Medicare vs. Medicaid: What’s the Difference?

Both are government-run health insurance plans, but they cover two different groups of people.

Written by Kat Tretina / March 24, 2022

Quick Bites

  • Medicare and Medicaid are government-run health insurance programs.
  • Medicare is primarily for people 65 or older.
  • Medicaid covers low-income people of all ages, with eligibility requirements varying by state.
  • Deductibles, coinsurance and premiums can vary for each of these plans.

Even if you’ve heard of Medicare and Medicaid, you may be confused about which is which and how these similarly named programs differ. Who’s eligible? Do you pay to enroll? What do these health care plans cover?

The simple answer: While Medicare and Medicaid share some similarities—both are government-run health care programs, for one—they work quite differently and typically cover different populations.

Medicare is primarily a health insurance plan for retirees, while Medicaid is an assistance program for low-income families and individuals.

That’s just for starters. Dig into the details to learn about what these programs cover, who is eligible to enroll and how to do it.

Inside this article

  1. What is Medicare?
  2. What is Medicaid?
  3. Medicare vs. Medicaid
  4. Getting health coverage

What is Medicare?

Medicare is a federal program that provides health insurance coverage for all Americans 65 and older, as well as some younger people with disabilities.

Original Medicare has two parts:

Part A

Part A is the hospital insurance portion of Medicare. It covers inpatient care in a hospital or skilled nursing facility care and hospice care.

Part B

Medicare Part B is medical insurance. It covers medically necessary services, including doctor’s visits, ambulance transportation, medical equipment and outpatient care, as well as preventive health care.[1]

Original Medicare covers a large portion of your medical expenses, but not everything. With Medicare Part B, you are typically responsible for 20% of the Medicare-approved charges for doctor’s visits and other services, which is why some retirees purchase what are called Medigap policies to supplement their coverage.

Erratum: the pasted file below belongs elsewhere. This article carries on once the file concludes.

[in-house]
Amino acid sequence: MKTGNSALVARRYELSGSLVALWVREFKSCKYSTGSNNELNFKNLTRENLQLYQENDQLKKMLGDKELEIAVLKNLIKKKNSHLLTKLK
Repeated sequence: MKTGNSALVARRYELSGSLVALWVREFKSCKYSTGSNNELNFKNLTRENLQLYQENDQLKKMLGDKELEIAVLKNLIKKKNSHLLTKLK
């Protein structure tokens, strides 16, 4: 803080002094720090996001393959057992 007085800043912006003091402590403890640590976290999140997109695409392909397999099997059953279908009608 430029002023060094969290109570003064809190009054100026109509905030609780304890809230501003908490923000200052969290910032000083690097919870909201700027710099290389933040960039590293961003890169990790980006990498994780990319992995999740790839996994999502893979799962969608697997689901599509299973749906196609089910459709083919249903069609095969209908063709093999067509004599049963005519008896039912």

Medicare Parts A and B also don’t cover long-term care, dental health, eye exams, glasses, hearing aids, routine foot care or prescription medications. To get vision, dental and prescription drug coverage, you can enroll in a privately run Medicare Advantage Plan, also known as Medicare Part C. Stand-alone drug coverage, also known as Medicare Part D, is also available.

How much does Medicare cost?

The cost of Medicare depends on a range of factors, including the type of Medicare coverage.

Part A

For most people, Medicare Part A is free, though you do have to meet a deductible and cover coinsurance costs. To qualify for free coverage, you or your spouse must have paid Medicare taxes for at least 40 quarters, the equivalent of 10 years of work. If not, you can buy Medicare Part A for $274 or $499 per month in 2022, depending on the quarters you worked.

Part B

The standard Part B premium for 2022 is $170.10 per month. However, those with high incomes pay higher premiums. This plan also has a deductible and coinsurance.

Part C

Medicare Advantage Plans combine your Part A and Part B coverage and may include coverage for other services that Original Medicare doesn’t pay for, such as prescription medications or hearing aids. Premiums for these privately run plans vary by plan and location. For example, plans in Florida range in cost from $0 per month to $150 per month, and deductibles and coinsurance costs apply. Typically, you still need to pay the Part B premium, but some Part C plans will help pay some or all of the Part B premium.[2]

Part D

Medicare Part D provides prescription drug coverage for people with Medicare. These policies cover a portion of your costs when you purchase medications from the plan’s approved prescription drug list (called a formulary). The cost of a Part D plan depends on your income, plan features and where you live, but generally ranges between $15 and $100 per month.

What is Medicaid?

Medicaid is a government-run health insurance program for certain low-income and disabled people. During the pandemic, enrollment in Medicaid skyrocketed, as more Americans saw their incomes drop and the government took steps to keep people covered. In July 2021, enrollment reached 83.6 million.[3]

Medicaid is administered by the states, within federal guidelines, and funded jointly by states and the federal government. In general, the program covers a wide range of services and has low or no premiums. Cost-sharing in the form of copays and deductibles is nominal.

Medicaid programs vary by state, but there are federally mandated services that all Medicaid programs must cover, including:

  • Certified pediatric and family nurse practitioner services

  • Home health services

  • Inpatient and outpatient hospital services

  • Laboratory and X-ray services

  • Nursing facility services